By Meredith Farkas | January 5, 2005
The New York Times has an article about how our mobile technologies have made us increasingly dependent on seeking out electricity in places like cafes, restaurants, bookstores and even commuter trains. The author talks about how ettiquette rules have developed for the use of electrical outlets. I know I’ve been at Borders and seen people plugging in those big adapters so that numerous people can use one outlet (don’t they worry about starting a fire?), but I’ve also seen people who are absolute outlet hogs. What really surprises me is the fact that many people seem to think they can plug their stuff in anywhere they go. I know the electricity used isn’t that expensive, but still!
Like many managers of restaurants, cafes and practically anyplace people gather to work with and charge their electronics, Ms. Kalogeras noted that patrons seldom ask her for permission. “Once in a while people ask us if they can charge their phones,” she said. But some months ago at Amy Ruth’s, a Harlem breakfast spot, a diner was loudly admonished by a waitress for plugging his laptop into a wall outlet near where he was seated. “Who told you that you could do that?” she asked, sternly but rhetorically. “Somebody’s got to pay for that electricity.”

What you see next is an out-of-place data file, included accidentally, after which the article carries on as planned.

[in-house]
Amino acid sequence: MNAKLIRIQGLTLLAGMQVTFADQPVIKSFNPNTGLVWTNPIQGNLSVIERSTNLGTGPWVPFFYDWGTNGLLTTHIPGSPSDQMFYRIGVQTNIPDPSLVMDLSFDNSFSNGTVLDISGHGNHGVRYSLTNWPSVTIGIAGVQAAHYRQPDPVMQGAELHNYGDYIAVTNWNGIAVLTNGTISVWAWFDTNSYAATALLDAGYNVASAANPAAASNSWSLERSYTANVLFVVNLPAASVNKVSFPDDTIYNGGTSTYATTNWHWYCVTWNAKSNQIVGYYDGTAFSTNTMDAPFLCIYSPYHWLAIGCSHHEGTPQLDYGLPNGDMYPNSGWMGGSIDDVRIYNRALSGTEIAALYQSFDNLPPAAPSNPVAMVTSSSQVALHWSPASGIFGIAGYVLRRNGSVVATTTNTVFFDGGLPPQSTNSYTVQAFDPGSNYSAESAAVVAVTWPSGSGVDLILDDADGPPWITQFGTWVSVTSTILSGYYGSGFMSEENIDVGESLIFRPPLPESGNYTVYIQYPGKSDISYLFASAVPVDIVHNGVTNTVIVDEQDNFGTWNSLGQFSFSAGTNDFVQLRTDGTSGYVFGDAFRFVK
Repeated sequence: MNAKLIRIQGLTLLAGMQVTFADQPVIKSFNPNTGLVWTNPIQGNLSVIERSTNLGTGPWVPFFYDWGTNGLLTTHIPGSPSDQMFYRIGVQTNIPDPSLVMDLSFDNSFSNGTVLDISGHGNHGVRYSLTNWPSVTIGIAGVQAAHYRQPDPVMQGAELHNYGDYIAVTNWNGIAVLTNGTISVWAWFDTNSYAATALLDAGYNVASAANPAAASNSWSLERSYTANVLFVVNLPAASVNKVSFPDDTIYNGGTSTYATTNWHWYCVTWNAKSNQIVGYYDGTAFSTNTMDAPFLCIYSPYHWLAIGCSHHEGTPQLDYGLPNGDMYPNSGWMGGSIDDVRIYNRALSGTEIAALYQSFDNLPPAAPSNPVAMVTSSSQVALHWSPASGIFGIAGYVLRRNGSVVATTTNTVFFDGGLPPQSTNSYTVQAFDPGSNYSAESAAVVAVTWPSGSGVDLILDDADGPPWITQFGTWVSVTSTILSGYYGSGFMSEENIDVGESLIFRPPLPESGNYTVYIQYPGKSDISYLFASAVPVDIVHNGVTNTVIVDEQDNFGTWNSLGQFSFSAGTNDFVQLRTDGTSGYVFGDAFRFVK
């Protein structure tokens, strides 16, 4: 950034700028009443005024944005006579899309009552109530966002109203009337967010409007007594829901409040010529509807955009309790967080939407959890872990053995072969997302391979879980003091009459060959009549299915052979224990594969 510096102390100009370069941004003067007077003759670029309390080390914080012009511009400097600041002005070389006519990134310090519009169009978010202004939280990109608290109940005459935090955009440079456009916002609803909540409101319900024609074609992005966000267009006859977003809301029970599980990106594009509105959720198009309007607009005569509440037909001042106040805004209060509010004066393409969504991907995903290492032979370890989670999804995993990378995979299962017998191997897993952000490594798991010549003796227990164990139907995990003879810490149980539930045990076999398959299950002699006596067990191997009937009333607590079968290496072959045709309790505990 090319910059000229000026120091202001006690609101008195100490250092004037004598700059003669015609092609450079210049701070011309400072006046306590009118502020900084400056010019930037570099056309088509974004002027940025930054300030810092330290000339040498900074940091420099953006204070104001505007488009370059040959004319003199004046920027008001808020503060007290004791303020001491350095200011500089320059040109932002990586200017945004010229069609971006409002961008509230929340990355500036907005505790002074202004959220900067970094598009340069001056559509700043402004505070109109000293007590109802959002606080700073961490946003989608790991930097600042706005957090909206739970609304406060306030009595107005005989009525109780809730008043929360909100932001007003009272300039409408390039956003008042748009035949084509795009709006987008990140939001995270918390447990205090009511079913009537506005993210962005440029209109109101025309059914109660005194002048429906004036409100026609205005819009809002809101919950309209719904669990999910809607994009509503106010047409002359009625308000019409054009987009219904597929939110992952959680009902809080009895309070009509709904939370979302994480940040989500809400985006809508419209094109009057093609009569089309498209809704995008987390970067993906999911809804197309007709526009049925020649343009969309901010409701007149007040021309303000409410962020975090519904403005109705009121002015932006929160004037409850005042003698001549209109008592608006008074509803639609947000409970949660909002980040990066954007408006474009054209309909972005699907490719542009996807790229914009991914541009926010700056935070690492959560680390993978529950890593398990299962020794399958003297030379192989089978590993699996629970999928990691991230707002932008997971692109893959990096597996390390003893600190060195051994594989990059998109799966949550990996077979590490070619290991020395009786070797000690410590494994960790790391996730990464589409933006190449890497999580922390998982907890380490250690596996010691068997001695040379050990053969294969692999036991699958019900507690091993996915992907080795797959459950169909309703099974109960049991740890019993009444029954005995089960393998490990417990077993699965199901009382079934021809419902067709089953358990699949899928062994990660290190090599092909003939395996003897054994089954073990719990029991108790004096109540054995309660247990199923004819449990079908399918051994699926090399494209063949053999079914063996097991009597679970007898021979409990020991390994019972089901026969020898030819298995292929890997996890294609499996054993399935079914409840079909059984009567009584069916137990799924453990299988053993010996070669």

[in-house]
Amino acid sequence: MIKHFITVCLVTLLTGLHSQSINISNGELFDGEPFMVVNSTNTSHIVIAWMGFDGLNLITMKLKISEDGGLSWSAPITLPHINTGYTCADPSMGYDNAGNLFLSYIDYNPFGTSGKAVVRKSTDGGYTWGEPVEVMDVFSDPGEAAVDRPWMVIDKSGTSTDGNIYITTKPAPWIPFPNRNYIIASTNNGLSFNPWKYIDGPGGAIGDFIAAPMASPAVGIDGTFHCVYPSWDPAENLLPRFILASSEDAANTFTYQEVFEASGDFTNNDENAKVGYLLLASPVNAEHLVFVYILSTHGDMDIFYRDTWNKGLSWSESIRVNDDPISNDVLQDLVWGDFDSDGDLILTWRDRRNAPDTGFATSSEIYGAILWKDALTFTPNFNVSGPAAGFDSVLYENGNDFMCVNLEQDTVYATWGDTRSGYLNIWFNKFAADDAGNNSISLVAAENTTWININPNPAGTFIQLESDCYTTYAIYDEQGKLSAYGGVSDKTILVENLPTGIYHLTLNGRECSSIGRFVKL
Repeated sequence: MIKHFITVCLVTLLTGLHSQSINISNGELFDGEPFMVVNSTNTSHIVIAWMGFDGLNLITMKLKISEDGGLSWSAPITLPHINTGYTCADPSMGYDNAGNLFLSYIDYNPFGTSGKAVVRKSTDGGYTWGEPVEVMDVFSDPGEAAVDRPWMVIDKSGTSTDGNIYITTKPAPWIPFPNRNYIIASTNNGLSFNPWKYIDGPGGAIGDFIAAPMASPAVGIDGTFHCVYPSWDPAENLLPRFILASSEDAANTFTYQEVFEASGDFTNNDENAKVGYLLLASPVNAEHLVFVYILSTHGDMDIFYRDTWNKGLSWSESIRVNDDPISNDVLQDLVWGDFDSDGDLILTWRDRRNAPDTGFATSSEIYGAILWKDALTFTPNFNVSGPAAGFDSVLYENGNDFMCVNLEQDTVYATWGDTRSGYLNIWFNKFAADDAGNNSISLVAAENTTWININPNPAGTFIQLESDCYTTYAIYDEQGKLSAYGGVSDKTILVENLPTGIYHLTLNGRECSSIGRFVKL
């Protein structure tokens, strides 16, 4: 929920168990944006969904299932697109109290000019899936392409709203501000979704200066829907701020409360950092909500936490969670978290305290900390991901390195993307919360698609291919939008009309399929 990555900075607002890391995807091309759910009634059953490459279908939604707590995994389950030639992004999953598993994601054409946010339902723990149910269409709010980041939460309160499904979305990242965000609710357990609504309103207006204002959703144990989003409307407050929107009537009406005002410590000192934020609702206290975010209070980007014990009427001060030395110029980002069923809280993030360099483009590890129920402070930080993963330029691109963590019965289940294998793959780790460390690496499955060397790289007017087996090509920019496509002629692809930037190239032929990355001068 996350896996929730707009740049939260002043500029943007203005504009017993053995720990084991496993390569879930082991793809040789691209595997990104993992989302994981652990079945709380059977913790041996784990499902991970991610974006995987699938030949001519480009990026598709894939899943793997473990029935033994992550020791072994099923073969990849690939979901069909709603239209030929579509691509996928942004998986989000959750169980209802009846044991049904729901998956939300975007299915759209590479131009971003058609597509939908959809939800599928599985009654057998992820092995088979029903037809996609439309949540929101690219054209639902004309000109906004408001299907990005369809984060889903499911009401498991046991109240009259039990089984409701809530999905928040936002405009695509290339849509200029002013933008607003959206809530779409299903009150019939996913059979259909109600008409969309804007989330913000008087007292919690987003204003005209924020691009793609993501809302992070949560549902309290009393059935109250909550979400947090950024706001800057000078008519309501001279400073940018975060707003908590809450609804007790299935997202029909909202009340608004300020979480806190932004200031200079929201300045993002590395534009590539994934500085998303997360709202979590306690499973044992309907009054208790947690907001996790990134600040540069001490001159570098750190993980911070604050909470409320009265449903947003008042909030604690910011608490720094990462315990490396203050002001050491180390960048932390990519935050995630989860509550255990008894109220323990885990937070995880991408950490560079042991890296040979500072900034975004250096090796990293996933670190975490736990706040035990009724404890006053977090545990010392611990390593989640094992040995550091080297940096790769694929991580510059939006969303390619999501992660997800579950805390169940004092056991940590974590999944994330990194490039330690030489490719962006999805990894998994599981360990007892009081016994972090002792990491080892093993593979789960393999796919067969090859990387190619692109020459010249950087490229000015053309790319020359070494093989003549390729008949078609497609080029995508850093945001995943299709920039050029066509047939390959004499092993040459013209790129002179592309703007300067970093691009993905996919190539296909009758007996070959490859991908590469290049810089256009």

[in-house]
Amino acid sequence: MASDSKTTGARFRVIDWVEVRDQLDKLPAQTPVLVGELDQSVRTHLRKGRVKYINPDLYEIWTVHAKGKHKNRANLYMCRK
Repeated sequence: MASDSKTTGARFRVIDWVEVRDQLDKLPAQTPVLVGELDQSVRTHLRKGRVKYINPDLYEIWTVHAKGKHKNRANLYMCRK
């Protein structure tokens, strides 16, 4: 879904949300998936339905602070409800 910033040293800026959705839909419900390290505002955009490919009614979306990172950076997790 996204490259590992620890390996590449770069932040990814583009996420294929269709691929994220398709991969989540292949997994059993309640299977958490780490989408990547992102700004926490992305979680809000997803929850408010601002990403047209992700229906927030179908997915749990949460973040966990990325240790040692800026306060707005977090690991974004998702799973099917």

In Starbucks, Borders, and Barnes and Noble I can understand plugging in, because they do offer wifi and it should be expected that people will need to charge their computer batteries. But I really can’t imagine being at a restaurant without wifi and just thinking it’s ok to plug my stuff into a wall! I guess I’m just old fashioned or something.
Libraries should definitely be aware of people’s needs for power outlets (whether or not they offer wifi). I’ve written about this before, but since then, I’ve heard about a number of libraries who are excited about the possibility of offering wifi, but do not want to offer electricity to patrons. Bad idea. Offering patrons places to plug in could definitely attract more of the “wired generation” to the library, and maybe they’ll then find that the library has much more to offer than just electrity.